Constitution or laws or treaties of the United States.”
§ 2241(c). The court has limited authority to review court-martial
proceedings for such error.
Our scope of review is initially
limited to determining whether the claims raised by the petitioner
were given full and fair consideration by the military courts.
Lips v. Commandant, United States Disciplinary Barracks, 997 F.2d
808, 811 (10th Cir. 1993), cert. denied, 510 U.S. 1091 (1994).
the issues have been given full and fair consideration in the
military courts, the district court should not reach the merits and
should deny the petition.
When a military court decision has
dealt fully and fairly with an allegation raised in a federal
habeas petition, it is not open to the federal court to grant the
writ by reassessing the evidentiary determinations.
Wilson, 346 U.S. 137, 142 (1953).
As the Supreme Court stated:
[I]t is not the duty of the civil courts simply . . . to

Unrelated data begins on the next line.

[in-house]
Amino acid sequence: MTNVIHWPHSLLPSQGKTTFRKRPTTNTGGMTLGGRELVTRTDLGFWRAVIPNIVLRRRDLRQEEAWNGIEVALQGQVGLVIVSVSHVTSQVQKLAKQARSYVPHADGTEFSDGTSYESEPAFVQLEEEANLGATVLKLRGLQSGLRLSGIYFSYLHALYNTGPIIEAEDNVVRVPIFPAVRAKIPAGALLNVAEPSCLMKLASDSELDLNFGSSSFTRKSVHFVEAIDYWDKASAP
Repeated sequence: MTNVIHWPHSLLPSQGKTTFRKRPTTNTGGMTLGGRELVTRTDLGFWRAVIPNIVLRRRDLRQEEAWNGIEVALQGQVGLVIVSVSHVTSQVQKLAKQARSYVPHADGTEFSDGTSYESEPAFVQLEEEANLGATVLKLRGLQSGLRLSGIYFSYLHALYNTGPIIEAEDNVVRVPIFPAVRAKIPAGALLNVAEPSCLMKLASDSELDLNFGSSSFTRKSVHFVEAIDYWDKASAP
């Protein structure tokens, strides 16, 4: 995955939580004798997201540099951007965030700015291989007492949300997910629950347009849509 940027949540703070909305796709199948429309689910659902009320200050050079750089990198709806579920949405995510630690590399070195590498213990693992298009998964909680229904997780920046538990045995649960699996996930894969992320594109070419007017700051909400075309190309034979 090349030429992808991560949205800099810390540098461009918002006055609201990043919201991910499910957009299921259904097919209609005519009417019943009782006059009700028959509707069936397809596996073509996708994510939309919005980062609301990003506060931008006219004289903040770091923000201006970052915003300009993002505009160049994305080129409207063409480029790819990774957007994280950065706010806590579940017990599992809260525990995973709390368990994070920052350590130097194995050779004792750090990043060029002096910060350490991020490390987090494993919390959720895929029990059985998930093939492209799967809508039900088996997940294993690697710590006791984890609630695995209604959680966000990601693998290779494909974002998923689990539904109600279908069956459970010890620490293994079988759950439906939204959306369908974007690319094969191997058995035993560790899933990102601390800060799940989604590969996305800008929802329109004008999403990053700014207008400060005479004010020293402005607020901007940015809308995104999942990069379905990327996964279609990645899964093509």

re-examine and reweigh each item of evidence of the
occurrence of events which tend to prove or disprove one
of the allegations in the applications for habeas corpus.
It is the limited function of the civil courts to
determine whether the military have given fair
consideration to each of these claims.
Id. at 144.
A four-factor test aids the court in deciding whether the
merits of a military habeas claim have been fully and fairly
considered by the military courts.
These factors are:
the asserted error is of substantial constitutional dimension; 2)
whether the issue is one of law rather than of disputed fact
already determined by the military tribunals; 3) whether military
considerations may warrant different treatment of constitutional
consideration to the issues involved and applied proper legal
Roberts v. Callahan, 321 F.3d 994, 996-97 (10th Cir.